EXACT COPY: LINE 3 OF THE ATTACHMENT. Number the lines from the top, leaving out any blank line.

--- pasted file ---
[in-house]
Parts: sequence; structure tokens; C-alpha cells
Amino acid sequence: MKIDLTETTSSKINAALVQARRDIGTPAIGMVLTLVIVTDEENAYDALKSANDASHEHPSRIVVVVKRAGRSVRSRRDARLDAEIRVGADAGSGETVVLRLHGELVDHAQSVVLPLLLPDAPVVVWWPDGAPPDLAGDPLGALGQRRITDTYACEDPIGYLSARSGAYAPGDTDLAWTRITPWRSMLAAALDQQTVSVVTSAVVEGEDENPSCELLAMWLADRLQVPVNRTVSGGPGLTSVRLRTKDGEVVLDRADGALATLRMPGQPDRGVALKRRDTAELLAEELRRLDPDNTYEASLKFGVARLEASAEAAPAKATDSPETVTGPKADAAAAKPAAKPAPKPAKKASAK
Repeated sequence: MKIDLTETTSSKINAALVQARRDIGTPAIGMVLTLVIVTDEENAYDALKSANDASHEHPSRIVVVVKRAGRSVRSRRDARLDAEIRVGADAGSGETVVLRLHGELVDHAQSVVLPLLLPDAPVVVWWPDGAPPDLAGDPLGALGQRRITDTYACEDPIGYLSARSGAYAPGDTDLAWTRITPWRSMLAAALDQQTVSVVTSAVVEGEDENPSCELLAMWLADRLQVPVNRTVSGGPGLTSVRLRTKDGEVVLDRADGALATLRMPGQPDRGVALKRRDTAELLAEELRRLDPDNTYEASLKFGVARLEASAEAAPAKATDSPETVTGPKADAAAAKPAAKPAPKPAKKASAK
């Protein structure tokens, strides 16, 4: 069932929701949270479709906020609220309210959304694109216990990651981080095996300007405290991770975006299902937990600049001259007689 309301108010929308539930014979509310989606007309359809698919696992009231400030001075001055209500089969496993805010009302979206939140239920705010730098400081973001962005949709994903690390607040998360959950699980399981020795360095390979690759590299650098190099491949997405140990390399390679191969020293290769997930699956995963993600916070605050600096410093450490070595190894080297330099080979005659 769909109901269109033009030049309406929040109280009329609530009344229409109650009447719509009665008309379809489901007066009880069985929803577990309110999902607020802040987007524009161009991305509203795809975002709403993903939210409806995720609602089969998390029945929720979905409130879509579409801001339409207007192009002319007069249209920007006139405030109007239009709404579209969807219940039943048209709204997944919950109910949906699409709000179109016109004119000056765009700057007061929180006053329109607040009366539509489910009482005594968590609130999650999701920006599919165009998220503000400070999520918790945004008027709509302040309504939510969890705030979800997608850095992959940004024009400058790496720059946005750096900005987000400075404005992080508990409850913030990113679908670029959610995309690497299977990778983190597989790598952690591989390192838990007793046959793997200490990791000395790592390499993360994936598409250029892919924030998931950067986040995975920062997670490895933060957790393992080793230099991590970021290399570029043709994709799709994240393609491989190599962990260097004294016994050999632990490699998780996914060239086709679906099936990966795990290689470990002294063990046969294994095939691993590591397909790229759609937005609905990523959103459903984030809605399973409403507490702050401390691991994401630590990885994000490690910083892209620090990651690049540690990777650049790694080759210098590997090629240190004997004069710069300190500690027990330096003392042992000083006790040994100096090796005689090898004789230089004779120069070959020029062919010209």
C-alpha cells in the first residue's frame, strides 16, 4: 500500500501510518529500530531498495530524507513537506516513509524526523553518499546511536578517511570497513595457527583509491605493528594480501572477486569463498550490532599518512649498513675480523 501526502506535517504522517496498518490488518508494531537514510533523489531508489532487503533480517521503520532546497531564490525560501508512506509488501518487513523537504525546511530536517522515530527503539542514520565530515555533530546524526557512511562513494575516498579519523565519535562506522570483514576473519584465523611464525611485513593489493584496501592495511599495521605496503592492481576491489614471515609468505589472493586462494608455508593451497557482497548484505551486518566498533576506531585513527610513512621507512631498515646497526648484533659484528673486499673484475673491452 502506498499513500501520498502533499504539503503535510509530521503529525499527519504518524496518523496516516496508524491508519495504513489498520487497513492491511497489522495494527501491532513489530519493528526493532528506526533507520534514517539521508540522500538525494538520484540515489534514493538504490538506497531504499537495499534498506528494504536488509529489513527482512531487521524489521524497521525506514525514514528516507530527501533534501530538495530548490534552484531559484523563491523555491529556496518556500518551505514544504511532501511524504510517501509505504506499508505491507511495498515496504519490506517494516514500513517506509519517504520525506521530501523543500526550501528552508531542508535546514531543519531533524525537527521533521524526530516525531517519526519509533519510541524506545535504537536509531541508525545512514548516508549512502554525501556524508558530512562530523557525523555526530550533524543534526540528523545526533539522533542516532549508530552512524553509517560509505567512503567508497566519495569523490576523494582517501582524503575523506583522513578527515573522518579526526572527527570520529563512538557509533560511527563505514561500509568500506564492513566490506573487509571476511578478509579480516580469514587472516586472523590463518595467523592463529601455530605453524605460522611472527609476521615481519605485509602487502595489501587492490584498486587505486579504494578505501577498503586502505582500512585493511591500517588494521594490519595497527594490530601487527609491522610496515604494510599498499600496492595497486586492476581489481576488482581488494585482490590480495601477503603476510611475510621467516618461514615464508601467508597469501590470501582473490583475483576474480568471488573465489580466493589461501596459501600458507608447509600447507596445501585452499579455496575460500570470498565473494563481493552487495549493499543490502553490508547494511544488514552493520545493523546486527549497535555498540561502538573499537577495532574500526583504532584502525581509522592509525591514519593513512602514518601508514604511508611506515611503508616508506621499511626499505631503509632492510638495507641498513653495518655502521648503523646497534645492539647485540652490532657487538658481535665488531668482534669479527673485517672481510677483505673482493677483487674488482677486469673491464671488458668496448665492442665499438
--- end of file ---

Amino acid sequence: MKIDLTETTSSKINAALVQARRDIGTPAIGMVLTLVIVTDEENAYDALKSANDASHEHPSRIVVVVKRAGRSVRSRRDARLDAEIRVGADAGSGETVVLRLHGELVDHAQSVVLPLLLPDAPVVVWWPDGAPPDLAGDPLGALGQRRITDTYACEDPIGYLSARSGAYAPGDTDLAWTRITPWRSMLAAALDQQTVSVVTSAVVEGEDENPSCELLAMWLADRLQVPVNRTVSGGPGLTSVRLRTKDGEVVLDRADGALATLRMPGQPDRGVALKRRDTAELLAEELRRLDPDNTYEASLKFGVARLEASAEAAPAKATDSPETVTGPKADAAAAKPAAKPAPKPAKKASAK